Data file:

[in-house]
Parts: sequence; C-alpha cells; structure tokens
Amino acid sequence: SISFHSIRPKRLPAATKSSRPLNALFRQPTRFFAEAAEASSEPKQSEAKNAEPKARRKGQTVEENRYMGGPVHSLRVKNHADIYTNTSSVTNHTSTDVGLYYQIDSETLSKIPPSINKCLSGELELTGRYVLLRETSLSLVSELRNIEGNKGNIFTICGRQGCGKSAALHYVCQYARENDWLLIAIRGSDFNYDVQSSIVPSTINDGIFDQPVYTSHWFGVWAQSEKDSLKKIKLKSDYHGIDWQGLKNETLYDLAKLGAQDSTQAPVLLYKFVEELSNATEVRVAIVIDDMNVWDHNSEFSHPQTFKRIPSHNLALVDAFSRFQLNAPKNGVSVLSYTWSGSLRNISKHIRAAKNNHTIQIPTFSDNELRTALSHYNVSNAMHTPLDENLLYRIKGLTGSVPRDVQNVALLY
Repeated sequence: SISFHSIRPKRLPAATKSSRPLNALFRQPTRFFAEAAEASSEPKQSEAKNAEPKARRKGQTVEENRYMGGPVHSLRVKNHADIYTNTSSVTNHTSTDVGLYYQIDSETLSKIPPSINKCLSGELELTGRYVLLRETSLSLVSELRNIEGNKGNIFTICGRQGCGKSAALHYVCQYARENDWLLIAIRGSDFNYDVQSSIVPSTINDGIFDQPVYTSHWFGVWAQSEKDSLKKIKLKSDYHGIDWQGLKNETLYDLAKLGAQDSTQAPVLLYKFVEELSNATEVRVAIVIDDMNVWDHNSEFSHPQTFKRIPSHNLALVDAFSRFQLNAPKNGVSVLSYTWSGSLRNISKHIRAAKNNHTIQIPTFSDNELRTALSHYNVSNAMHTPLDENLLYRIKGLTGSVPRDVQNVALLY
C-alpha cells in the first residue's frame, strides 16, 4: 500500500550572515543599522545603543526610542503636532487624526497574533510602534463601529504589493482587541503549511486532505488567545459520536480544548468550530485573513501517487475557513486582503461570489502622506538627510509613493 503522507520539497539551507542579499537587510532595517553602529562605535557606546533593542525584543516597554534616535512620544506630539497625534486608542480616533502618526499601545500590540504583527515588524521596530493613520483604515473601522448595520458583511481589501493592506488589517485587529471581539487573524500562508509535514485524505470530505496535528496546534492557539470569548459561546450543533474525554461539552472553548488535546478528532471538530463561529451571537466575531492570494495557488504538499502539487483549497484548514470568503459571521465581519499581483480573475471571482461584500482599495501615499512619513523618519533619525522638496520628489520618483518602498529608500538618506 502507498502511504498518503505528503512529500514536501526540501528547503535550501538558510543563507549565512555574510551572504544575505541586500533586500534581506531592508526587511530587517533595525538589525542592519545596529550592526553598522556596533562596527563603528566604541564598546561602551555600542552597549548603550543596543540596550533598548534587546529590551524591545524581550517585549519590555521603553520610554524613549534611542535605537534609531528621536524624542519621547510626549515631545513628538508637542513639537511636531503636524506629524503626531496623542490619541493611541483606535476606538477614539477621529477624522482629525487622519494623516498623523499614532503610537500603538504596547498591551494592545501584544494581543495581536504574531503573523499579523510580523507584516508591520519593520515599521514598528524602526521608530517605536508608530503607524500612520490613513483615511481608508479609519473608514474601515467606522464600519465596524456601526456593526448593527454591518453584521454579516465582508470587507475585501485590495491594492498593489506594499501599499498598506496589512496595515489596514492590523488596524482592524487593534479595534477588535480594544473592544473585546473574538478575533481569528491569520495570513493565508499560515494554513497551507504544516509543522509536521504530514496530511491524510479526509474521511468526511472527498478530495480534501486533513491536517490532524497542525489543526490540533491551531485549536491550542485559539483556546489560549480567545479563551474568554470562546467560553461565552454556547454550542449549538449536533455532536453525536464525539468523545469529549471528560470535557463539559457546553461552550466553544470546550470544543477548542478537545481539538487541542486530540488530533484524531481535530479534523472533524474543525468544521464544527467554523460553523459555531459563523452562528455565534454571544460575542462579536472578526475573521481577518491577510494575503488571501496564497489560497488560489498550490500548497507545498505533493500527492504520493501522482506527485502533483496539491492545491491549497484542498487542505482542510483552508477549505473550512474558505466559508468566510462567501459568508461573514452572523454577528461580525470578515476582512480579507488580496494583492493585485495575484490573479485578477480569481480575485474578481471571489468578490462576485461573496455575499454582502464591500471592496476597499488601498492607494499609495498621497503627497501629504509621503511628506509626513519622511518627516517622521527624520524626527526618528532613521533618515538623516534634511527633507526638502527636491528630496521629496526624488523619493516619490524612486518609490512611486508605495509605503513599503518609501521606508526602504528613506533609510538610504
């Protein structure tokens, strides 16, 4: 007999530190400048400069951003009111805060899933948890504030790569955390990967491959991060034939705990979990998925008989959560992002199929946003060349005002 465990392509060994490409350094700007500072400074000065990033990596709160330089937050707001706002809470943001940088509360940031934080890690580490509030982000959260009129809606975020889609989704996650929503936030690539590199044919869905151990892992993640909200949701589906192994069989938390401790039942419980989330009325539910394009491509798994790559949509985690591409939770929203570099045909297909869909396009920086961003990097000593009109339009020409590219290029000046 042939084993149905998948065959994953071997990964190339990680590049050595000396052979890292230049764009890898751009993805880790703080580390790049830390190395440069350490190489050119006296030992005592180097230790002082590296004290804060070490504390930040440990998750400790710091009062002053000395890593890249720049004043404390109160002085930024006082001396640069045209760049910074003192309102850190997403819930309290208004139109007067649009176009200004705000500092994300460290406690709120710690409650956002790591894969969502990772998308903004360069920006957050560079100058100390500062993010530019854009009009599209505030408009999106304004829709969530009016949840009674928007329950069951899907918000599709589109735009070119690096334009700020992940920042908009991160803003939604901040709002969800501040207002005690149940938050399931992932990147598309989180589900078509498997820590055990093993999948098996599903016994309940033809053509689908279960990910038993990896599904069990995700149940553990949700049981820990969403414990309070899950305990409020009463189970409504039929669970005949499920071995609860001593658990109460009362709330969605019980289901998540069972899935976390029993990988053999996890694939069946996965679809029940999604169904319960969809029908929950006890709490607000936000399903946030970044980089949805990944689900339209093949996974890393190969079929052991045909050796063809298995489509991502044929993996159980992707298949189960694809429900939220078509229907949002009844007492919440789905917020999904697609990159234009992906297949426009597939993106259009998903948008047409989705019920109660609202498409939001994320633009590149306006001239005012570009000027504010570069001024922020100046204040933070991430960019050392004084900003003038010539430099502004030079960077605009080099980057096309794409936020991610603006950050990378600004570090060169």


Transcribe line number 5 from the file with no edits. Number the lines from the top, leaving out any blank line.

C-alpha cells in the first residue's frame, strides 16, 4: 500500500550572515543599522545603543526610542503636532487624526497574533510602534463601529504589493482587541503549511486532505488567545459520536480544548468550530485573513501517487475557513486582503461570489502622506538627510509613493 503522507520539497539551507542579499537587510532595517553602529562605535557606546533593542525584543516597554534616535512620544506630539497625534486608542480616533502618526499601545500590540504583527515588524521596530493613520483604515473601522448595520458583511481589501493592506488589517485587529471581539487573524500562508509535514485524505470530505496535528496546534492557539470569548459561546450543533474525554461539552472553548488535546478528532471538530463561529451571537466575531492570494495557488504538499502539487483549497484548514470568503459571521465581519499581483480573475471571482461584500482599495501615499512619513523618519533619525522638496520628489520618483518602498529608500538618506 502507498502511504498518503505528503512529500514536501526540501528547503535550501538558510543563507549565512555574510551572504544575505541586500533586500534581506531592508526587511530587517533595525538589525542592519545596529550592526553598522556596533562596527563603528566604541564598546561602551555600542552597549548603550543596543540596550533598548534587546529590551524591545524581550517585549519590555521603553520610554524613549534611542535605537534609531528621536524624542519621547510626549515631545513628538508637542513639537511636531503636524506629524503626531496623542490619541493611541483606535476606538477614539477621529477624522482629525487622519494623516498623523499614532503610537500603538504596547498591551494592545501584544494581543495581536504574531503573523499579523510580523507584516508591520519593520515599521514598528524602526521608530517605536508608530503607524500612520490613513483615511481608508479609519473608514474601515467606522464600519465596524456601526456593526448593527454591518453584521454579516465582508470587507475585501485590495491594492498593489506594499501599499498598506496589512496595515489596514492590523488596524482592524487593534479595534477588535480594544473592544473585546473574538478575533481569528491569520495570513493565508499560515494554513497551507504544516509543522509536521504530514496530511491524510479526509474521511468526511472527498478530495480534501486533513491536517490532524497542525489543526490540533491551531485549536491550542485559539483556546489560549480567545479563551474568554470562546467560553461565552454556547454550542449549538449536533455532536453525536464525539468523545469529549471528560470535557463539559457546553461552550466553544470546550470544543477548542478537545481539538487541542486530540488530533484524531481535530479534523472533524474543525468544521464544527467554523460553523459555531459563523452562528455565534454571544460575542462579536472578526475573521481577518491577510494575503488571501496564497489560497488560489498550490500548497507545498505533493500527492504520493501522482506527485502533483496539491492545491491549497484542498487542505482542510483552508477549505473550512474558505466559508468566510462567501459568508461573514452572523454577528461580525470578515476582512480579507488580496494583492493585485495575484490573479485578477480569481480575485474578481471571489468578490462576485461573496455575499454582502464591500471592496476597499488601498492607494499609495498621497503627497501629504509621503511628506509626513519622511518627516517622521527624520524626527526618528532613521533618515538623516534634511527633507526638502527636491528630496521629496526624488523619493516619490524612486518609490512611486508605495509605503513599503518609501521606508526602504528613506533609510538610504